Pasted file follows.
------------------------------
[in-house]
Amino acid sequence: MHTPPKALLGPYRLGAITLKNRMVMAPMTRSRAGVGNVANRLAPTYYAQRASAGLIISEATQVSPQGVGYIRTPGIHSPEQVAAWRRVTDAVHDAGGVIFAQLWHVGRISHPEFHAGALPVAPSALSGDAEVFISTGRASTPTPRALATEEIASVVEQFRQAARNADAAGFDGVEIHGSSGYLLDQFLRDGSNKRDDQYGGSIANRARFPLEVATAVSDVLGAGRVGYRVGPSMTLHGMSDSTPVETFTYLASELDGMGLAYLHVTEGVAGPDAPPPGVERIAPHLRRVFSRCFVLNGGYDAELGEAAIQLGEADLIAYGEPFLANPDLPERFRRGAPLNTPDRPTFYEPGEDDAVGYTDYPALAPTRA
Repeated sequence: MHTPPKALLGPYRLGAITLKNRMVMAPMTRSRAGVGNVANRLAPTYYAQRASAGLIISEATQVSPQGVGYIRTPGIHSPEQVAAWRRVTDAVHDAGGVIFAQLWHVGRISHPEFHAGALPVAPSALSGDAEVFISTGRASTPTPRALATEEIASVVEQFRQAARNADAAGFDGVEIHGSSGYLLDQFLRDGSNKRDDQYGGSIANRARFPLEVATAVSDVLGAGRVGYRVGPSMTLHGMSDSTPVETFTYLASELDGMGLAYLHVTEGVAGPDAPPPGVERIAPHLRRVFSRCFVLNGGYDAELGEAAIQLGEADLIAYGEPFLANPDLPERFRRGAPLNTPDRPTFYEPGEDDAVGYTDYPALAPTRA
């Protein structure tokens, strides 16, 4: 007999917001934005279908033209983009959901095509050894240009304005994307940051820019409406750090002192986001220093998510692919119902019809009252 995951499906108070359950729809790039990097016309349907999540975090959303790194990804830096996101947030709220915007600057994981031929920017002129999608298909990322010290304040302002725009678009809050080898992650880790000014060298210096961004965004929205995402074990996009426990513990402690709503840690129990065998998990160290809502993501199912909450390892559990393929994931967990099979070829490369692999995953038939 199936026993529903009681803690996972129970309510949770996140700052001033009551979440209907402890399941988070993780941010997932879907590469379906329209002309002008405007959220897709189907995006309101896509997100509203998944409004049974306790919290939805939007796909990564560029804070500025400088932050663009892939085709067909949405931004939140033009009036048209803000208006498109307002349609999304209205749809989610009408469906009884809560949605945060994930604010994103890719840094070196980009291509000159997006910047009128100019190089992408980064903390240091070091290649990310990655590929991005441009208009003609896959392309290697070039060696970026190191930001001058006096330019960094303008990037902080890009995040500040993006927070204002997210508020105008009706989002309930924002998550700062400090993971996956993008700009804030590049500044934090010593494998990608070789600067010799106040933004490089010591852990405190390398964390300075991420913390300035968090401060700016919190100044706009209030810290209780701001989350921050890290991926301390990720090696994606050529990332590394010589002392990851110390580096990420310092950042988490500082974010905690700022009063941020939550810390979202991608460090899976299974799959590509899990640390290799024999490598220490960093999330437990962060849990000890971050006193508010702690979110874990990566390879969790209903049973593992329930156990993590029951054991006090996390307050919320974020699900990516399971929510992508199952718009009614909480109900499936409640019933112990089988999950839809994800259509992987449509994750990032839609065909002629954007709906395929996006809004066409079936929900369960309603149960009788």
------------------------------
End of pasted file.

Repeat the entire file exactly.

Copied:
[in-house]
Amino acid sequence: MHTPPKALLGPYRLGAITLKNRMVMAPMTRSRAGVGNVANRLAPTYYAQRASAGLIISEATQVSPQGVGYIRTPGIHSPEQVAAWRRVTDAVHDAGGVIFAQLWHVGRISHPEFHAGALPVAPSALSGDAEVFISTGRASTPTPRALATEEIASVVEQFRQAARNADAAGFDGVEIHGSSGYLLDQFLRDGSNKRDDQYGGSIANRARFPLEVATAVSDVLGAGRVGYRVGPSMTLHGMSDSTPVETFTYLASELDGMGLAYLHVTEGVAGPDAPPPGVERIAPHLRRVFSRCFVLNGGYDAELGEAAIQLGEADLIAYGEPFLANPDLPERFRRGAPLNTPDRPTFYEPGEDDAVGYTDYPALAPTRA
Repeated sequence: MHTPPKALLGPYRLGAITLKNRMVMAPMTRSRAGVGNVANRLAPTYYAQRASAGLIISEATQVSPQGVGYIRTPGIHSPEQVAAWRRVTDAVHDAGGVIFAQLWHVGRISHPEFHAGALPVAPSALSGDAEVFISTGRASTPTPRALATEEIASVVEQFRQAARNADAAGFDGVEIHGSSGYLLDQFLRDGSNKRDDQYGGSIANRARFPLEVATAVSDVLGAGRVGYRVGPSMTLHGMSDSTPVETFTYLASELDGMGLAYLHVTEGVAGPDAPPPGVERIAPHLRRVFSRCFVLNGGYDAELGEAAIQLGEADLIAYGEPFLANPDLPERFRRGAPLNTPDRPTFYEPGEDDAVGYTDYPALAPTRA
């Protein structure tokens, strides 16, 4: 007999917001934005279908033209983009959901095509050894240009304005994307940051820019409406750090002192986001220093998510692919119902019809009252 995951499906108070359950729809790039990097016309349907999540975090959303790194990804830096996101947030709220915007600057994981031929920017002129999608298909990322010290304040302002725009678009809050080898992650880790000014060298210096961004965004929205995402074990996009426990513990402690709503840690129990065998998990160290809502993501199912909450390892559990393929994931967990099979070829490369692999995953038939 199936026993529903009681803690996972129970309510949770996140700052001033009551979440209907402890399941988070993780941010997932879907590469379906329209002309002008405007959220897709189907995006309101896509997100509203998944409004049974306790919290939805939007796909990564560029804070500025400088932050663009892939085709067909949405931004939140033009009036048209803000208006498109307002349609999304209205749809989610009408469906009884809560949605945060994930604010994103890719840094070196980009291509000159997006910047009128100019190089992408980064903390240091070091290649990310990655590929991005441009208009003609896959392309290697070039060696970026190191930001001058006096330019960094303008990037902080890009995040500040993006927070204002997210508020105008009706989002309930924002998550700062400090993971996956993008700009804030590049500044934090010593494998990608070789600067010799106040933004490089010591852990405190390398964390300075991420913390300035968090401060700016919190100044706009209030810290209780701001989350921050890290991926301390990720090696994606050529990332590394010589002392990851110390580096990420310092950042988490500082974010905690700022009063941020939550810390979202991608460090899976299974799959590509899990640390290799024999490598220490960093999330437990962060849990000890971050006193508010702690979110874990990566390879969790209903049973593992329930156990993590029951054991006090996390307050919320974020699900990516399971929510992508199952718009009614909480109900499936409640019933112990089988999950839809994800259509992987449509994750990032839609065909002629954007709906395929996006809004066409079936929900369960309603149960009788």